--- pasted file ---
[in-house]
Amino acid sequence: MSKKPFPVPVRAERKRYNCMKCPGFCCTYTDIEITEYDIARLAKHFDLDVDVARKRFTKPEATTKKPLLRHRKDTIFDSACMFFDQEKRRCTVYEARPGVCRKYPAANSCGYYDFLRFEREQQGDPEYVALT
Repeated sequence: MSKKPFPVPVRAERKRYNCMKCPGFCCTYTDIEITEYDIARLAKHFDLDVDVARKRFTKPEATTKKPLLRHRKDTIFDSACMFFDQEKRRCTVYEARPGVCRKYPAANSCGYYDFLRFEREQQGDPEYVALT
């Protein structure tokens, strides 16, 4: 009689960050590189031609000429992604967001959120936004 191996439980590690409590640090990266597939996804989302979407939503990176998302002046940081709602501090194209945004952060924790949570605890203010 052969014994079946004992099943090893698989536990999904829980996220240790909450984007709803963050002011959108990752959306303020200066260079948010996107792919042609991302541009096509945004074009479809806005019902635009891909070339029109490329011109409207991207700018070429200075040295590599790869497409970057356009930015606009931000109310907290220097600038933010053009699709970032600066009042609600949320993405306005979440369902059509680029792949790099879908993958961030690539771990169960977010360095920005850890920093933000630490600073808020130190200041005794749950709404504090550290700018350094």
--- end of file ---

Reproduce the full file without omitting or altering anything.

[in-house]
Amino acid sequence: MSKKPFPVPVRAERKRYNCMKCPGFCCTYTDIEITEYDIARLAKHFDLDVDVARKRFTKPEATTKKPLLRHRKDTIFDSACMFFDQEKRRCTVYEARPGVCRKYPAANSCGYYDFLRFEREQQGDPEYVALT
Repeated sequence: MSKKPFPVPVRAERKRYNCMKCPGFCCTYTDIEITEYDIARLAKHFDLDVDVARKRFTKPEATTKKPLLRHRKDTIFDSACMFFDQEKRRCTVYEARPGVCRKYPAANSCGYYDFLRFEREQQGDPEYVALT
């Protein structure tokens, strides 16, 4: 009689960050590189031609000429992604967001959120936004 191996439980590690409590640090990266597939996804989302979407939503990176998302002046940081709602501090194209945004952060924790949570605890203010 052969014994079946004992099943090893698989536990999904829980996220240790909450984007709803963050002011959108990752959306303020200066260079948010996107792919042609991302541009096509945004074009479809806005019902635009891909070339029109490329011109409207991207700018070429200075040295590599790869497409970057356009930015606009931000109310907290220097600038933010053009699709970032600066009042609600949320993405306005979440369902059509680029792949790099879908993958961030690539771990169960977010360095920005850890920093933000630490600073808020130190200041005794749950709404504090550290700018350094």